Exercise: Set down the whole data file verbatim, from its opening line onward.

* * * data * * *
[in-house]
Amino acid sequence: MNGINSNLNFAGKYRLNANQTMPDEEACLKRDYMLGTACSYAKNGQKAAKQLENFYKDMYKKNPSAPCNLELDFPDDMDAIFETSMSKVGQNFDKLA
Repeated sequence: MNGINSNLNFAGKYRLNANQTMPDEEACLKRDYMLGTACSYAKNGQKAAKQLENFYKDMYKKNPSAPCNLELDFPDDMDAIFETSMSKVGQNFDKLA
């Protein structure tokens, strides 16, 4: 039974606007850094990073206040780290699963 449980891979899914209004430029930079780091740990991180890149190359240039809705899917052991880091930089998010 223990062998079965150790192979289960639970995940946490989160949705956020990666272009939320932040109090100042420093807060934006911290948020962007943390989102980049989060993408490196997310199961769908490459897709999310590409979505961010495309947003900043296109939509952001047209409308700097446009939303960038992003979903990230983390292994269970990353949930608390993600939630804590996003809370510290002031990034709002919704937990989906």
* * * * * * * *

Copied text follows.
[in-house]
Amino acid sequence: MNGINSNLNFAGKYRLNANQTMPDEEACLKRDYMLGTACSYAKNGQKAAKQLENFYKDMYKKNPSAPCNLELDFPDDMDAIFETSMSKVGQNFDKLA
Repeated sequence: MNGINSNLNFAGKYRLNANQTMPDEEACLKRDYMLGTACSYAKNGQKAAKQLENFYKDMYKKNPSAPCNLELDFPDDMDAIFETSMSKVGQNFDKLA
């Protein structure tokens, strides 16, 4: 039974606007850094990073206040780290699963 449980891979899914209004430029930079780091740990991180890149190359240039809705899917052991880091930089998010 223990062998079965150790192979289960639970995940946490989160949705956020990666272009939320932040109090100042420093807060934006911290948020962007943390989102980049989060993408490196997310199961769908490459897709999310590409979505961010495309947003900043296109939509952001047209409308700097446009939303960038992003979903990230983390292994269970990353949930608390993600939630804590996003809370510290002031990034709002919704937990989906």